Half of Russia sees foreign meddling in Syria
Half of Russia believe that the Syrian conflict is the result of interference by foreign powers seeking to increase their influence in Middle East.
Moscow: Almost half of Russians -- 46 percent -- believe that the Syrian conflict is the result of interference by hostile foreign powers seeking to increase their influence in the Middle East or to weaken Syria.
According to a public survey published Friday by Russia`s state-run VTsIOM pollster, only 19 percent of those polled describe the Syrian crisis as a popular uprising against the regime of President Bashar al-Assad.
More than one third -- 34 percent -- of respondents were undecided on the nature of the conflict.
The poll also showed that the majority of Russians seem not to care what is going on in Syria. Less than half of those polled -- 44 percent -- said they were following the events in the Middle Eastern country, and those were mainly elderly Russians.
Eight percent of them said they follow the events closely and another 37 percent said they know about the situation in general.
But 52 percent, most of them young people, said they were not interested in the conflict.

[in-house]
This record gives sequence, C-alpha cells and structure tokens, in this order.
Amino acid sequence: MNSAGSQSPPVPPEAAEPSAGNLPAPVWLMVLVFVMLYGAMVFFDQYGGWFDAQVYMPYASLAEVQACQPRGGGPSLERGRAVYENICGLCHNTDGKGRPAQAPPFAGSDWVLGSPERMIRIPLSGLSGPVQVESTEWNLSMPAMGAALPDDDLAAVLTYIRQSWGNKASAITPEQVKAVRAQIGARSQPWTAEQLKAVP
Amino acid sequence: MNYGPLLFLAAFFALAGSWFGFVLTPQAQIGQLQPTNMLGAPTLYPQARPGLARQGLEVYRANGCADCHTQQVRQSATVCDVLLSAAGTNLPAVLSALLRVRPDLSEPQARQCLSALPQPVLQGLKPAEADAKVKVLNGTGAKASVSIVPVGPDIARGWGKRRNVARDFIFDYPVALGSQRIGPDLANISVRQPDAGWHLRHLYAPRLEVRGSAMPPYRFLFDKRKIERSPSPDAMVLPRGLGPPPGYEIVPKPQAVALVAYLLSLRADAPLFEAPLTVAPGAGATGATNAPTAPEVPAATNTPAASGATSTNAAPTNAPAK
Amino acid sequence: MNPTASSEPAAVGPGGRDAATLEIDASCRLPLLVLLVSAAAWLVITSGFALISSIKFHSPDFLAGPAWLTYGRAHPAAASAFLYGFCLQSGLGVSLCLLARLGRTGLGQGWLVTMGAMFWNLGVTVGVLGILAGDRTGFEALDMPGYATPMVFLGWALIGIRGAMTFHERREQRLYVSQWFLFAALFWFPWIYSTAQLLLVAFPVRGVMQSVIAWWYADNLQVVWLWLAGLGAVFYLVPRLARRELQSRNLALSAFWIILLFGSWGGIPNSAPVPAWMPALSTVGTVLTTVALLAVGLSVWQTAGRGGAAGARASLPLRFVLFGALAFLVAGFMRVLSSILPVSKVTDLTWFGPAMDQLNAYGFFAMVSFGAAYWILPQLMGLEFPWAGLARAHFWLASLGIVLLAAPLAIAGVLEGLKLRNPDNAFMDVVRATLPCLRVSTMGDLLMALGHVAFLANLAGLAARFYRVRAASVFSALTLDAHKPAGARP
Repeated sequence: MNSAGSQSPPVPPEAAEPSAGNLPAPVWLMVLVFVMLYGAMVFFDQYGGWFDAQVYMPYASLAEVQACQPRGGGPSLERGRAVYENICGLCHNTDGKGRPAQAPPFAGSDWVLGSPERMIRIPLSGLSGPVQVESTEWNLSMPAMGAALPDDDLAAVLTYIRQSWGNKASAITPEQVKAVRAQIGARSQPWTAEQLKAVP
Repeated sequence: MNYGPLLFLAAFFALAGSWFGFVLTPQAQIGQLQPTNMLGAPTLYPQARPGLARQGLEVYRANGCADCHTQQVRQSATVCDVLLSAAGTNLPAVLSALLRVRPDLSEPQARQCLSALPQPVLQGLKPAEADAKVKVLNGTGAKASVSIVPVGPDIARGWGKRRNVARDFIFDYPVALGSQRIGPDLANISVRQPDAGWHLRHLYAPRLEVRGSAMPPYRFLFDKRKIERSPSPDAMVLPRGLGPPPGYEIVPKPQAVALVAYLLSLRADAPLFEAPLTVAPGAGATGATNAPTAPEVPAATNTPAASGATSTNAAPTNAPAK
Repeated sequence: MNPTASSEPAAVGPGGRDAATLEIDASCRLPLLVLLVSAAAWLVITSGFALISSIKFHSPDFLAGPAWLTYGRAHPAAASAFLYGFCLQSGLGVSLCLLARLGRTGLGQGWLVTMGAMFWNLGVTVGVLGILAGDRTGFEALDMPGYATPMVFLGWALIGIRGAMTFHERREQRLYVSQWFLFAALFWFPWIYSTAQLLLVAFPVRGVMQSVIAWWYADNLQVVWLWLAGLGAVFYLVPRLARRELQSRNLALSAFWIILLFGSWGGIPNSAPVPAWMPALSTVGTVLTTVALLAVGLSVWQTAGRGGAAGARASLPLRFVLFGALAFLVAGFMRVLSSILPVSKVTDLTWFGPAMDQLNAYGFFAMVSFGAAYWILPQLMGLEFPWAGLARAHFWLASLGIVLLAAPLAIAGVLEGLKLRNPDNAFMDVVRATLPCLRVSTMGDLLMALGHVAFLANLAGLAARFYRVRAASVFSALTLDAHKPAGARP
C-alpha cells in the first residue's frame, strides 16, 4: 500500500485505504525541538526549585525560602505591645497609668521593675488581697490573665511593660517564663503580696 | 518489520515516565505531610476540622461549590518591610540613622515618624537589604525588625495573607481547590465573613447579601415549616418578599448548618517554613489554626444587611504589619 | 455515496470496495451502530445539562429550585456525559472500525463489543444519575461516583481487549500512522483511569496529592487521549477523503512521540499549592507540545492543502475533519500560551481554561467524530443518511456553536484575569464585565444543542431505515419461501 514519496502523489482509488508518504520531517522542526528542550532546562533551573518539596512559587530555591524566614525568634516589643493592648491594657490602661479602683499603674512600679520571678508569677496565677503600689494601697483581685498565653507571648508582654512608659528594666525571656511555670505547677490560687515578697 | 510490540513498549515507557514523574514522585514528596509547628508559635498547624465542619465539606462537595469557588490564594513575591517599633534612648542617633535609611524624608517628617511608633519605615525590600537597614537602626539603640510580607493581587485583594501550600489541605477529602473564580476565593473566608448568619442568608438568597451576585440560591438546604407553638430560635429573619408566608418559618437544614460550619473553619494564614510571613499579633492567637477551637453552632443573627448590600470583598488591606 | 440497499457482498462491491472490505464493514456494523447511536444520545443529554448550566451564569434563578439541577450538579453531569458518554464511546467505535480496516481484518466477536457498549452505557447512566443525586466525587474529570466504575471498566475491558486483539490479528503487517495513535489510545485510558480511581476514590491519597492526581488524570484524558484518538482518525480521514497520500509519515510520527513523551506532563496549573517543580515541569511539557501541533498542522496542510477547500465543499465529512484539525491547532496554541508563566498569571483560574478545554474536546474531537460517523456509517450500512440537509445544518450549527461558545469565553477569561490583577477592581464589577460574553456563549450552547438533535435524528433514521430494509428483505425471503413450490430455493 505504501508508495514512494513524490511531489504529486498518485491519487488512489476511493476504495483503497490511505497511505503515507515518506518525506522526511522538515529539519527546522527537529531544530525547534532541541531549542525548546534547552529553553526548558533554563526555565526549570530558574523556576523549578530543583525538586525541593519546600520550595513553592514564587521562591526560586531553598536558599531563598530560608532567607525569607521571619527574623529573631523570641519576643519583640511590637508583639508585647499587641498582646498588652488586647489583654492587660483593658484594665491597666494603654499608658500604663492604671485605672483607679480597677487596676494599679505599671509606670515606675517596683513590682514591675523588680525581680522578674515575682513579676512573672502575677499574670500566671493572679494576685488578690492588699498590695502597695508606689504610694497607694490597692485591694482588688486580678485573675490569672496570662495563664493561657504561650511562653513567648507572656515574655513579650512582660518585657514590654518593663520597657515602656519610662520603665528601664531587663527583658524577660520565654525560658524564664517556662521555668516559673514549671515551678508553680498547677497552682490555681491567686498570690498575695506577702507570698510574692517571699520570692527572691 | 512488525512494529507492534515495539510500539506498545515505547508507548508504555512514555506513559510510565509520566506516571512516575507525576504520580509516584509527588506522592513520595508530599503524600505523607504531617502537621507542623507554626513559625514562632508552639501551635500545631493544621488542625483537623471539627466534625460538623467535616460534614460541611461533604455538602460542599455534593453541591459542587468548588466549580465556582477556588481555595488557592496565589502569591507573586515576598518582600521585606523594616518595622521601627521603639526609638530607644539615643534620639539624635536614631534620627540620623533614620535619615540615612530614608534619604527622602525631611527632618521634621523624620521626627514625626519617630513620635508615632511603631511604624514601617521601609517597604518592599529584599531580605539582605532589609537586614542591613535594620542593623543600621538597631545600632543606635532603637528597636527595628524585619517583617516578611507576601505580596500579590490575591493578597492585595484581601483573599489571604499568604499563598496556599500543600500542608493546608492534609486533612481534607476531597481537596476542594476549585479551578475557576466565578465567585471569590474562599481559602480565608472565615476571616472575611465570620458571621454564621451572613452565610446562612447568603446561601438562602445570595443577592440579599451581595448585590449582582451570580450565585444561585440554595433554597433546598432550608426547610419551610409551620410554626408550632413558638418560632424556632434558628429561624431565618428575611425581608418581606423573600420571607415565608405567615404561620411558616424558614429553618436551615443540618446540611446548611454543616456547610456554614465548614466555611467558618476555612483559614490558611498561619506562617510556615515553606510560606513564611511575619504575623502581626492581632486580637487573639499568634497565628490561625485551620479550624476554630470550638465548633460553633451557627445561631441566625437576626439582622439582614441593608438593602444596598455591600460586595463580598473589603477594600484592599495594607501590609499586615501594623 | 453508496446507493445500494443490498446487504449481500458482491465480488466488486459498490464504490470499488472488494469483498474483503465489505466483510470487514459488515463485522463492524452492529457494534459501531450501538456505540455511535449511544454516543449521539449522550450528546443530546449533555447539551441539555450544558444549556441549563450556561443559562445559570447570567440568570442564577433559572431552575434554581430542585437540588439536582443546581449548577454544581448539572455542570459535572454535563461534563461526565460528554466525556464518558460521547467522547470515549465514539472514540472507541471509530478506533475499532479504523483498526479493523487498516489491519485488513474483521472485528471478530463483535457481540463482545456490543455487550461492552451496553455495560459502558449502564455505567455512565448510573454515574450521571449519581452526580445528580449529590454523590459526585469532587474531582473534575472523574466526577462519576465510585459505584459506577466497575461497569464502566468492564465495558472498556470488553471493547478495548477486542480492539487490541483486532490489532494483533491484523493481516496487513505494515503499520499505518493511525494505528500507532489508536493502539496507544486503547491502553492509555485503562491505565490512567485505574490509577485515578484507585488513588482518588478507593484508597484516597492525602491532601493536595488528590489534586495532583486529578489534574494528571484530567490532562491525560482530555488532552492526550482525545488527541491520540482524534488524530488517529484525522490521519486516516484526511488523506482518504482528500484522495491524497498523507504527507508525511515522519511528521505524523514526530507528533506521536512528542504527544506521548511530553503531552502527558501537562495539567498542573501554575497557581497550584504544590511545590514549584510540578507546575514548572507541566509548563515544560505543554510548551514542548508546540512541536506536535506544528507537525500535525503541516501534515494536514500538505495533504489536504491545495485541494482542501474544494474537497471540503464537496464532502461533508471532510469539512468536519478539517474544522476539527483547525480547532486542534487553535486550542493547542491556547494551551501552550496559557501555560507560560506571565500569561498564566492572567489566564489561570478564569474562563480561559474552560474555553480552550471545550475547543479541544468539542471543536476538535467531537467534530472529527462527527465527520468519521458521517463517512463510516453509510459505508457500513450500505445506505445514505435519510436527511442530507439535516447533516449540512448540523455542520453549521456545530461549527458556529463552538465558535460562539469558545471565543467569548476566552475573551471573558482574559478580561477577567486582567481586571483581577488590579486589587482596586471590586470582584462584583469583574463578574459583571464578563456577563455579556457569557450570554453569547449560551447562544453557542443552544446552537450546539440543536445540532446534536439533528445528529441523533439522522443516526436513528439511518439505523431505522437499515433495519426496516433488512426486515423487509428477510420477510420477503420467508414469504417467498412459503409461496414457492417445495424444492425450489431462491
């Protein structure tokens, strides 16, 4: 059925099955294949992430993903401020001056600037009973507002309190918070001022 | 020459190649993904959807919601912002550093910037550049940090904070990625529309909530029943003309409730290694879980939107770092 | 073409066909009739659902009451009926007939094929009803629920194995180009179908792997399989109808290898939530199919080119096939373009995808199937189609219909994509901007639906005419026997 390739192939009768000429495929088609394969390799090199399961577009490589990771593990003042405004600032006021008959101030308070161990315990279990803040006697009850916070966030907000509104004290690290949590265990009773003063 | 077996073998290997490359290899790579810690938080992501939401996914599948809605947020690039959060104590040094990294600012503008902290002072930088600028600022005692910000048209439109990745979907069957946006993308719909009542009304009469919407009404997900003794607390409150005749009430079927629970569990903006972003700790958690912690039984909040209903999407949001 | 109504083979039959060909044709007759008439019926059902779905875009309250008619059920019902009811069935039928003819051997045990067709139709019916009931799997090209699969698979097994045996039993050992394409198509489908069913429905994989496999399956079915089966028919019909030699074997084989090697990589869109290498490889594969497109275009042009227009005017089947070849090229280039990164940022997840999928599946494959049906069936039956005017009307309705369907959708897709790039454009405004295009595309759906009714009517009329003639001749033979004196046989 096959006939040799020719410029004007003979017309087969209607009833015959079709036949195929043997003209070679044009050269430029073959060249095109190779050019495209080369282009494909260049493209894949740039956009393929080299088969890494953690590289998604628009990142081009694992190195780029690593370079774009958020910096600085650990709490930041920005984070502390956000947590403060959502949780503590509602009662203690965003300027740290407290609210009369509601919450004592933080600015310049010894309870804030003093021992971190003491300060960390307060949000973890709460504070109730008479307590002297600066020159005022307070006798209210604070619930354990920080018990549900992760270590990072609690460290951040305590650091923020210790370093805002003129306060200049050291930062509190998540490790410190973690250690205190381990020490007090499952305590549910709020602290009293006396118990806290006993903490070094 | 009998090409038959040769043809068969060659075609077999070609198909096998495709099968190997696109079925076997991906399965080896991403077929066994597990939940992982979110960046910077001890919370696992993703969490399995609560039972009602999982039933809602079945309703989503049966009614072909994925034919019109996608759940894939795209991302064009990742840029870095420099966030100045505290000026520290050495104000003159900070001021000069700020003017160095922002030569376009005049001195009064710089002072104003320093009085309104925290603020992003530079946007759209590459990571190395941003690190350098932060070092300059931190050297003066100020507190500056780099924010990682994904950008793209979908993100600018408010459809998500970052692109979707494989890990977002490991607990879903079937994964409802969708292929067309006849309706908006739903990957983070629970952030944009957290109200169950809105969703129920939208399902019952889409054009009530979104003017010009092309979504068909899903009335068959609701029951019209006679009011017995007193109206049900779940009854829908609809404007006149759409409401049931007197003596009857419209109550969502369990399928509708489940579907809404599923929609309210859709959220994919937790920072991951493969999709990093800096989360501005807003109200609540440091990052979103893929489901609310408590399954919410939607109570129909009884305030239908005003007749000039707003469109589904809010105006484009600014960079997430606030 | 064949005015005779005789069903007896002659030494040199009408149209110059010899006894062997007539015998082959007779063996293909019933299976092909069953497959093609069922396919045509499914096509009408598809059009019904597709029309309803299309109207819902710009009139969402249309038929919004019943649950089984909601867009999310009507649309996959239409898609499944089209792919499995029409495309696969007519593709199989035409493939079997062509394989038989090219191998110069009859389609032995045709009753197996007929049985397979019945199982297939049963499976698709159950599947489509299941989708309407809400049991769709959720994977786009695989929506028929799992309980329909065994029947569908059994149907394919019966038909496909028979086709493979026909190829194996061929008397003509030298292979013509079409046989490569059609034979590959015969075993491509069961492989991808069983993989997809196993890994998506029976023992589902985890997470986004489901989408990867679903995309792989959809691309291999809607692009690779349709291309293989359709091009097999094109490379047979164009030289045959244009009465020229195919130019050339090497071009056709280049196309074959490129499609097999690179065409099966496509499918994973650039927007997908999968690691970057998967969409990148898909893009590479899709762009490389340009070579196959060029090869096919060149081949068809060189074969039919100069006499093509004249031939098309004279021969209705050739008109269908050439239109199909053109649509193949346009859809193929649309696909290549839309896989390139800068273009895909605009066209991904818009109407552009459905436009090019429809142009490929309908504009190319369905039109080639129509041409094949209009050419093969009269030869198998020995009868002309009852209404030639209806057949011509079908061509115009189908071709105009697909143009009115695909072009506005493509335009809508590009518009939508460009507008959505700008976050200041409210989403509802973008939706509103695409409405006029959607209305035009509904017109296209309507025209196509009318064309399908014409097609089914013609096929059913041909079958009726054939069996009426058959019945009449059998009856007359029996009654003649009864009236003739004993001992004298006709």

More than 17,000 people have been killed in Syria since the beginning of the unrest in March 2011, according to UN estimates based on Syrian activist accounts. Thousands have fled their homes.
While the Russian government is widely seen in the West as a staunch supporter of Assad, the majority of ordinary Russians -- 57 percent -- say they support neither the Syrian government, nor the insurgents fighting to end more than 40 years of the Assad family`s rule.
Among those who have taken a clear stance on the conflict, 14 percent support the Syrian government and 11 percent favour the rebel cause. Another 19 percent could not define their position.
The poll conducted July 7-8 involved 1,600 people in 138 locations spread across 46 regions.
Russia, along with China, has vetoed three Western-backed UN Security Council resolutions against Assad, citing a pro-rebel bias. Moscow insists it has no special interest in seeing Assad remain in power, but said that the "Syrian people" must decide his fate.